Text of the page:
Now that I have your attention, let’s talk about the greatest emerging antibiotic resistance challenge in healthcare settings: multiply drug resistant gram negative rods (MDR-GNRs). Reports keep coming in about the alarming rates of MDR-GNR carriage and infection in long term care facilities (LTCFs). I just ran across one in a journal I don’t often read, the Journal of Gerontology. This study, by Erika D’Agata’s group in Boston, found that MDR-GNRs (defined in this study as resistant to 3 or more antibiotic classes) were more prevalent in clinical cultures than were MRSA or VRE at one large LTCF in Boston. Another recent report from Anthony Harris’ group in Maryland found that carriage of Acinetobacter baumannii was more common than MRSA among long-term acute-care residents.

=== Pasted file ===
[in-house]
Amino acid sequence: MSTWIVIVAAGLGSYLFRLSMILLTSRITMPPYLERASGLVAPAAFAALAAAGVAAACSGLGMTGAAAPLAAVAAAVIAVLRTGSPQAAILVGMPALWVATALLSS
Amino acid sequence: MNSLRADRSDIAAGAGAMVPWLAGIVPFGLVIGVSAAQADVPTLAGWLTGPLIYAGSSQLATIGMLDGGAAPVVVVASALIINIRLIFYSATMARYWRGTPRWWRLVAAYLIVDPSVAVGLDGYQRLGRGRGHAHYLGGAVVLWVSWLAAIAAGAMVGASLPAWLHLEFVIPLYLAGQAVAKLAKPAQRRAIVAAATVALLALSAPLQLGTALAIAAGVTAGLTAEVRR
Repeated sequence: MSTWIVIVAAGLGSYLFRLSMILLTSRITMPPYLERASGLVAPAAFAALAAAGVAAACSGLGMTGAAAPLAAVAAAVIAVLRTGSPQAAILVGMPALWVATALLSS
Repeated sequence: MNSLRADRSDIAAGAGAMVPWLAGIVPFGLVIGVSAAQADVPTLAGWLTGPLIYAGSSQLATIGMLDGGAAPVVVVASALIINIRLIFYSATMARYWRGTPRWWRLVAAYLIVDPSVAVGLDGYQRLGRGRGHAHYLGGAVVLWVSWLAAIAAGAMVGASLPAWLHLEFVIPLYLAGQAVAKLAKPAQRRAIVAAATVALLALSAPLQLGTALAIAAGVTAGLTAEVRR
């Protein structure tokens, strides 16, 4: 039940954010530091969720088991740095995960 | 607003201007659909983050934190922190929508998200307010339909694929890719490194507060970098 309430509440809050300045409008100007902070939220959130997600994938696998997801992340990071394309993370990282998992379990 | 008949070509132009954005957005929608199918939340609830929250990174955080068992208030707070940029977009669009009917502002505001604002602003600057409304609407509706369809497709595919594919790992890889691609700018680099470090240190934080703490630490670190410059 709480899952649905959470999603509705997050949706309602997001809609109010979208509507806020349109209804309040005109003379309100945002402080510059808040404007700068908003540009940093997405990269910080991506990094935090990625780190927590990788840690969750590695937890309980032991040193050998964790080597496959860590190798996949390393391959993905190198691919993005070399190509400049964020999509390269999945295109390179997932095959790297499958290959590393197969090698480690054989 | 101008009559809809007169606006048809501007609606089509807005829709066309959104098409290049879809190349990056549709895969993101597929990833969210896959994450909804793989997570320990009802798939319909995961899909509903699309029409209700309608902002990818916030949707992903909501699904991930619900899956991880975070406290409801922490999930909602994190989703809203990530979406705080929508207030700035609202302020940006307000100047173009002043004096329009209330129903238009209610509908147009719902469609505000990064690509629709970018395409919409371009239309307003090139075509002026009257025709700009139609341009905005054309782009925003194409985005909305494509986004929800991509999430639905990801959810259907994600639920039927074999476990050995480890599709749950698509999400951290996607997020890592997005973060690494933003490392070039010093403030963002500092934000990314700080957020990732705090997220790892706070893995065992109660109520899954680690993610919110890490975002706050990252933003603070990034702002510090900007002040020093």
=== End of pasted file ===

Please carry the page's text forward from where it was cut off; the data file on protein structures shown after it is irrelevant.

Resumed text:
Compared with the MDR-GNR universe, MRSA is very simple: one gene (mecA), one altered target, one resistance phenotype. For MDR-GNR? Not so much. Detection and prevention approaches remain a tremendous challenge, which is why Acinetobacter outbreaks are more likely to require closure of units to new admissions than are outbreaks due to any other organism.
In this context, I think what we really need are more laws that force hospitals to focus their antibiotic-resistance prevention resources on MRSA. Don’t you agree?